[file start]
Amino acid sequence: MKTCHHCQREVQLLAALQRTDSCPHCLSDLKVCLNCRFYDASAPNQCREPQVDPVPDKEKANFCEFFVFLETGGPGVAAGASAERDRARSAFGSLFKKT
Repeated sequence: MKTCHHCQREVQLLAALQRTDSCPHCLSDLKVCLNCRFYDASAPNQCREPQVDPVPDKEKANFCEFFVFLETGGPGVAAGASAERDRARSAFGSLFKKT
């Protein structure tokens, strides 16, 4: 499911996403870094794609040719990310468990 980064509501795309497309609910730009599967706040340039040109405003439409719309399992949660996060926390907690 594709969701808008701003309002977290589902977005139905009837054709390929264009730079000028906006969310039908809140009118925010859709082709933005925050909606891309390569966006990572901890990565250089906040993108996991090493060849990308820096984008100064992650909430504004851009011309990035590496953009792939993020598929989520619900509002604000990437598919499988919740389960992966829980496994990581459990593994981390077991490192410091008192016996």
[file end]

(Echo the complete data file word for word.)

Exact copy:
Amino acid sequence: MKTCHHCQREVQLLAALQRTDSCPHCLSDLKVCLNCRFYDASAPNQCREPQVDPVPDKEKANFCEFFVFLETGGPGVAAGASAERDRARSAFGSLFKKT
Repeated sequence: MKTCHHCQREVQLLAALQRTDSCPHCLSDLKVCLNCRFYDASAPNQCREPQVDPVPDKEKANFCEFFVFLETGGPGVAAGASAERDRARSAFGSLFKKT
């Protein structure tokens, strides 16, 4: 499911996403870094794609040719990310468990 980064509501795309497309609910730009599967706040340039040109405003439409719309399992949660996060926390907690 594709969701808008701003309002977290589902977005139905009837054709390929264009730079000028906006969310039908809140009118925010859709082709933005925050909606891309390569966006990572901890990565250089906040993108996991090493060849990308820096984008100064992650909430504004851009011309990035590496953009792939993020598929989520619900509002604000990437598919499988919740389960992966829980496994990581459990593994981390077991490192410091008192016996």